Barbados road deaths: 240% higher rate than UK

Another year without modern anti-drunk driving laws

Be careful out there!

As Independence Day, Christmas and the new year arrive, BFP wants to remind our readers to have fun, but be careful because drunk drivers think that they are “the reason for the season”.

Our friends at the Barbados Road Safety Association recently placed 28 markers at various places around the island to remind us that Barbados is averaging 28 road fatalities a year. We thank them for that valuable service and the good work the BRSA does all year.

And we confess that we loved it earlier this year when BRSA President Sharmane Roland Bowen asked Are the police looking for someone to do their jobs for them?

The BRSA publicity campaigns save lives. Folks see the crosses and slow down. They read about the campaign and plan how they will get home before they have their first drink and maybe grab the car keys from a friend who’s had too much. Who knows how many lives have been saved by the BRSA’s efforts? Maybe even your life or the lives of your loved ones and friends.

But publicity campaigns can only do so much. If we want to change the culture of drinking and driving in Barbados, we must enact modern laws and give the police the tools to protect us.

Barbados Police lack the laws and the tools to stop impaired drivers

For years our elected lawmakers promised to implement modern laws to stop the slaughter on our roads. It didn’t happen because they didn’t care enough about the deaths of innocent people to see saving five or six lives a year as a worthy goal. Strong words I know – but maybe some politician can let us know why they as a group failed to act in the last ten years. (Comments are open at the end of the article.)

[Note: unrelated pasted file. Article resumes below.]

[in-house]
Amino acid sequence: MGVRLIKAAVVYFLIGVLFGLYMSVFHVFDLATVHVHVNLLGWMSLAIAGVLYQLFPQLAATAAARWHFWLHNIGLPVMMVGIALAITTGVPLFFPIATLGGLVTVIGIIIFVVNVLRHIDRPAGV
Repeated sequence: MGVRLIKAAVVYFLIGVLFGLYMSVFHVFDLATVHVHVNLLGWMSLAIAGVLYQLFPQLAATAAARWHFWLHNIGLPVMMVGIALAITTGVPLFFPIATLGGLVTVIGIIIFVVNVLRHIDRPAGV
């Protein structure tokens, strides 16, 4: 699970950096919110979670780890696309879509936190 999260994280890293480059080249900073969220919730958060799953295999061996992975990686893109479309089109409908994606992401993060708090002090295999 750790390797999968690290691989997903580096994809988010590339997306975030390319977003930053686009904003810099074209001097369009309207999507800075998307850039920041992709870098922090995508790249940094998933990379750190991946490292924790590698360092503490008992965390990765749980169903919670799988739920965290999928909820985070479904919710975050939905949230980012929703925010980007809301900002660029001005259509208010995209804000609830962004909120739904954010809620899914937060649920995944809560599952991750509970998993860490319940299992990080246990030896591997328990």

Under current laws a driver has to be falling down drunk before the police can make an arrest and protect the public. Under current laws our police officers have no way of determining how much a driver has had to drink. Some practiced drinkers are able to look like they are in control, but when they drive it’s like firing a shotgun at random into a crowd.

Even in fatal accidents, officers of the Royal Barbados Police Force have no power to require a driver to take a breathalizer test.

Everyone on this island knows that you can drink and drive in Barbados without fear as long as you keep on the road, don’t hit anything and don’t puke on the nice police constable if he stops you. That is the way it is. That’s our culture, but this part of our culture is killing people at 240% the rate in the United Kingdom*.

Former Transport Minister Gline Clark, Former Attorneys General Mia Mottley & Dale Marshall - Road deaths due to drunk driving weren't a priority for any of them.

The BLP did nothing in 14 years of government to stop the carnage. Since taking office almost three years ago, the DLP government has done nothing to introduce breathalyzer laws and equipment to Barbados, or to stop the drunken slaughter on our roads every weekend that kills outright or cripples people for life and destroys faces, families and livelihoods.

The DLP and BLP politicians have no reasonable excuse for not enacting breathalyzer laws.

What should be done?